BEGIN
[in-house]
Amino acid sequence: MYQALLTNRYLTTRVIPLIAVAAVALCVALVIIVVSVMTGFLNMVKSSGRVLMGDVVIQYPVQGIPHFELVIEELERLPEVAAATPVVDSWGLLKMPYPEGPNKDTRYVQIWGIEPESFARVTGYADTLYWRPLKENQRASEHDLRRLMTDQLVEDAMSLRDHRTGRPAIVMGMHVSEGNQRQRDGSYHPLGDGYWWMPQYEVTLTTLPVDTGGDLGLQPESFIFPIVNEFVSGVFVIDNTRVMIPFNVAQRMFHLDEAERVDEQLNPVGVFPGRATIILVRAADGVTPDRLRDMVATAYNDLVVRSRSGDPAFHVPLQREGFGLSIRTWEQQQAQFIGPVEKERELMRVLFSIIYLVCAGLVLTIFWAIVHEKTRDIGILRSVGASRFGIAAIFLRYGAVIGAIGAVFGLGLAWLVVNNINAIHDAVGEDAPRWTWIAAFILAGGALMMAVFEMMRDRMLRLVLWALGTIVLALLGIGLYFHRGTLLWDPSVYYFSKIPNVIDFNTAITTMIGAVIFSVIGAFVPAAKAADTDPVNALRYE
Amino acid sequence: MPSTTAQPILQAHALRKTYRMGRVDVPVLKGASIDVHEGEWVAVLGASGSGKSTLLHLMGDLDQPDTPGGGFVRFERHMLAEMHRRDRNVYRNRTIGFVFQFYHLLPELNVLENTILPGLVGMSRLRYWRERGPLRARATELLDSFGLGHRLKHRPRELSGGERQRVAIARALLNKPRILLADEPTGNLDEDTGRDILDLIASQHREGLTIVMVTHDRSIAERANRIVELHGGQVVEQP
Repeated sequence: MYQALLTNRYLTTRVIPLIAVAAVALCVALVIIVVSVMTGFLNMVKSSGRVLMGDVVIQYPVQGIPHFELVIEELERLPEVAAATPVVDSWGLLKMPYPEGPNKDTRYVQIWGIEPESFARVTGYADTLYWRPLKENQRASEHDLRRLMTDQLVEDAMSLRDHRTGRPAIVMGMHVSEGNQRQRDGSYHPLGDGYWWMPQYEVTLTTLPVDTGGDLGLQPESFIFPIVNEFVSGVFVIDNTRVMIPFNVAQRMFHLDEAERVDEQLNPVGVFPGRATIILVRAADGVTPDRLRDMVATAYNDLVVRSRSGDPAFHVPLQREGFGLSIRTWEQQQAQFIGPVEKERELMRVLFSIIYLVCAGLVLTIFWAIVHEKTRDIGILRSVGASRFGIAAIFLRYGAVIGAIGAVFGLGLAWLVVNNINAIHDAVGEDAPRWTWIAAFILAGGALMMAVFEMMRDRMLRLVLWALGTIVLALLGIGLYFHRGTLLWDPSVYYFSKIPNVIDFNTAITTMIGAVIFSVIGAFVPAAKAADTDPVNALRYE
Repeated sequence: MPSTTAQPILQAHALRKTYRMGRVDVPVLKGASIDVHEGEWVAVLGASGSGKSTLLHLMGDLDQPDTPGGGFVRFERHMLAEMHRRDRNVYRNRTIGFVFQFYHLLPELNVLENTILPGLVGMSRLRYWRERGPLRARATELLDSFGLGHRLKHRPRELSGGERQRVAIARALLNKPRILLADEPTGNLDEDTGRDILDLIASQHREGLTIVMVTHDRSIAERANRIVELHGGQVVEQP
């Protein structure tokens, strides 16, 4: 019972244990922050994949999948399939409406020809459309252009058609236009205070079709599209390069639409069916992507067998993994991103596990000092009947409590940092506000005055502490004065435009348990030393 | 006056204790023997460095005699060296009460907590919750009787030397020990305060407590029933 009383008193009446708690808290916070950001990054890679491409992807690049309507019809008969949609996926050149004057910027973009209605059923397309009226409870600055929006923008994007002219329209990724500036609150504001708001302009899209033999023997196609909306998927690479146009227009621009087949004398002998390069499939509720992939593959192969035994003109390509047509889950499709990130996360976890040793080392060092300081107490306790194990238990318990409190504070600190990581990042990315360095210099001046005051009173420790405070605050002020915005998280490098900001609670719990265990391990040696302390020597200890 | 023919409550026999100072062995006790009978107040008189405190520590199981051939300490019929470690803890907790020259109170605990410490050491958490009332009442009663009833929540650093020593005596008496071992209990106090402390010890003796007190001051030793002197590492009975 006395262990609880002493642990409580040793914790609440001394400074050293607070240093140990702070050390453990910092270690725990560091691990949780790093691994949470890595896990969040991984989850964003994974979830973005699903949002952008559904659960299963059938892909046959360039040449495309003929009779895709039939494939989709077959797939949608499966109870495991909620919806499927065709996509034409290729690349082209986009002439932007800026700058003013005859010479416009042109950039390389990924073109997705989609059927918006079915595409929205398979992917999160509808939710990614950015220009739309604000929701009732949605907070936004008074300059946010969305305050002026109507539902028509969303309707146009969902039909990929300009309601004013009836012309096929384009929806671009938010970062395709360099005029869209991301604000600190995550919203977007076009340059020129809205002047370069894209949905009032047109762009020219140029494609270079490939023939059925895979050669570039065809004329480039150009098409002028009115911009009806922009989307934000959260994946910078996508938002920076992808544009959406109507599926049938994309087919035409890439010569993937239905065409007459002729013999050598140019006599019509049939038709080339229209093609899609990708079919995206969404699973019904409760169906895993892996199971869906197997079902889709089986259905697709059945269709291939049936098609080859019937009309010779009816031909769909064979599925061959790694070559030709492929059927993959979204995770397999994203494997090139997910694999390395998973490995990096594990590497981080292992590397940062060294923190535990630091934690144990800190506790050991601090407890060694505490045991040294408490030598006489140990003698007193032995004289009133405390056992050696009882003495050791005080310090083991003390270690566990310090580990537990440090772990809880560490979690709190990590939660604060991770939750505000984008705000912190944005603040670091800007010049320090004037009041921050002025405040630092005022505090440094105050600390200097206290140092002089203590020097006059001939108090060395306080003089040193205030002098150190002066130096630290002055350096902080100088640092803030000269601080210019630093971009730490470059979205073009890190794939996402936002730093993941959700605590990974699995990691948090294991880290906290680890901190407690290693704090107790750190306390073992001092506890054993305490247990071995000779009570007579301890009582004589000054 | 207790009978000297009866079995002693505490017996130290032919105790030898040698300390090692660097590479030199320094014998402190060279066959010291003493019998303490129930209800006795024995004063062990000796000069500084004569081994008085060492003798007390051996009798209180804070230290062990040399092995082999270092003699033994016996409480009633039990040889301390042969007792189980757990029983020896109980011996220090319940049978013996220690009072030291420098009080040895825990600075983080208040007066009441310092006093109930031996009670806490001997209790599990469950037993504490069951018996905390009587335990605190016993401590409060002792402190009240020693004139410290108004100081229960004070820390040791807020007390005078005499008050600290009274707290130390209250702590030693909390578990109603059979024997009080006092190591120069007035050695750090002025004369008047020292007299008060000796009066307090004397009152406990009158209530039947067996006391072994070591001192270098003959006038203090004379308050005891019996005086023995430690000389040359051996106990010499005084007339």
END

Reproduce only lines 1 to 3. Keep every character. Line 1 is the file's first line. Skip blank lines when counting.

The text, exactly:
[in-house]
Amino acid sequence: MYQALLTNRYLTTRVIPLIAVAAVALCVALVIIVVSVMTGFLNMVKSSGRVLMGDVVIQYPVQGIPHFELVIEELERLPEVAAATPVVDSWGLLKMPYPEGPNKDTRYVQIWGIEPESFARVTGYADTLYWRPLKENQRASEHDLRRLMTDQLVEDAMSLRDHRTGRPAIVMGMHVSEGNQRQRDGSYHPLGDGYWWMPQYEVTLTTLPVDTGGDLGLQPESFIFPIVNEFVSGVFVIDNTRVMIPFNVAQRMFHLDEAERVDEQLNPVGVFPGRATIILVRAADGVTPDRLRDMVATAYNDLVVRSRSGDPAFHVPLQREGFGLSIRTWEQQQAQFIGPVEKERELMRVLFSIIYLVCAGLVLTIFWAIVHEKTRDIGILRSVGASRFGIAAIFLRYGAVIGAIGAVFGLGLAWLVVNNINAIHDAVGEDAPRWTWIAAFILAGGALMMAVFEMMRDRMLRLVLWALGTIVLALLGIGLYFHRGTLLWDPSVYYFSKIPNVIDFNTAITTMIGAVIFSVIGAFVPAAKAADTDPVNALRYE
Amino acid sequence: MPSTTAQPILQAHALRKTYRMGRVDVPVLKGASIDVHEGEWVAVLGASGSGKSTLLHLMGDLDQPDTPGGGFVRFERHMLAEMHRRDRNVYRNRTIGFVFQFYHLLPELNVLENTILPGLVGMSRLRYWRERGPLRARATELLDSFGLGHRLKHRPRELSGGERQRVAIARALLNKPRILLADEPTGNLDEDTGRDILDLIASQHREGLTIVMVTHDRSIAERANRIVELHGGQVVEQP